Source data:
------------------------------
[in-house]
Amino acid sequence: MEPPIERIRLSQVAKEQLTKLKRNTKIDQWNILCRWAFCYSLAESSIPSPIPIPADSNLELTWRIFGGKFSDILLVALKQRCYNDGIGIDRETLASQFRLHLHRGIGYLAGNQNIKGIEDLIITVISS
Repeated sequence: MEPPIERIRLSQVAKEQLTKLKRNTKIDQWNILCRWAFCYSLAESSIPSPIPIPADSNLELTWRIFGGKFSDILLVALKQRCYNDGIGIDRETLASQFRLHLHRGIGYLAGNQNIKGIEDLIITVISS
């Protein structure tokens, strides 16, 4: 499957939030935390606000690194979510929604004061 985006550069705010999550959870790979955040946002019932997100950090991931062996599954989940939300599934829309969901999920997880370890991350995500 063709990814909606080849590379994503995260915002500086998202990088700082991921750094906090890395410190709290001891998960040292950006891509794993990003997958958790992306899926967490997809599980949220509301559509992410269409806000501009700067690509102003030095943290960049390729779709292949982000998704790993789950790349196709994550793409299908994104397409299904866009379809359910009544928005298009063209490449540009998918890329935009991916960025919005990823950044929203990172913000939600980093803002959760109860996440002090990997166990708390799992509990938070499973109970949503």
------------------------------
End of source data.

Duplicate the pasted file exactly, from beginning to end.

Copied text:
[in-house]
Amino acid sequence: MEPPIERIRLSQVAKEQLTKLKRNTKIDQWNILCRWAFCYSLAESSIPSPIPIPADSNLELTWRIFGGKFSDILLVALKQRCYNDGIGIDRETLASQFRLHLHRGIGYLAGNQNIKGIEDLIITVISS
Repeated sequence: MEPPIERIRLSQVAKEQLTKLKRNTKIDQWNILCRWAFCYSLAESSIPSPIPIPADSNLELTWRIFGGKFSDILLVALKQRCYNDGIGIDRETLASQFRLHLHRGIGYLAGNQNIKGIEDLIITVISS
């Protein structure tokens, strides 16, 4: 499957939030935390606000690194979510929604004061 985006550069705010999550959870790979955040946002019932997100950090991931062996599954989940939300599934829309969901999920997880370890991350995500 063709990814909606080849590379994503995260915002500086998202990088700082991921750094906090890395410190709290001891998960040292950006891509794993990003997958958790992306899926967490997809599980949220509301559509992410269409806000501009700067690509102003030095943290960049390729779709292949982000998704790993789950790349196709994550793409299908994104397409299904866009379809359910009544928005298009063209490449540009998918890329935009991916960025919005990823950044929203990172913000939600980093803002959760109860996440002090990997166990708390799992509990938070499973109970949503």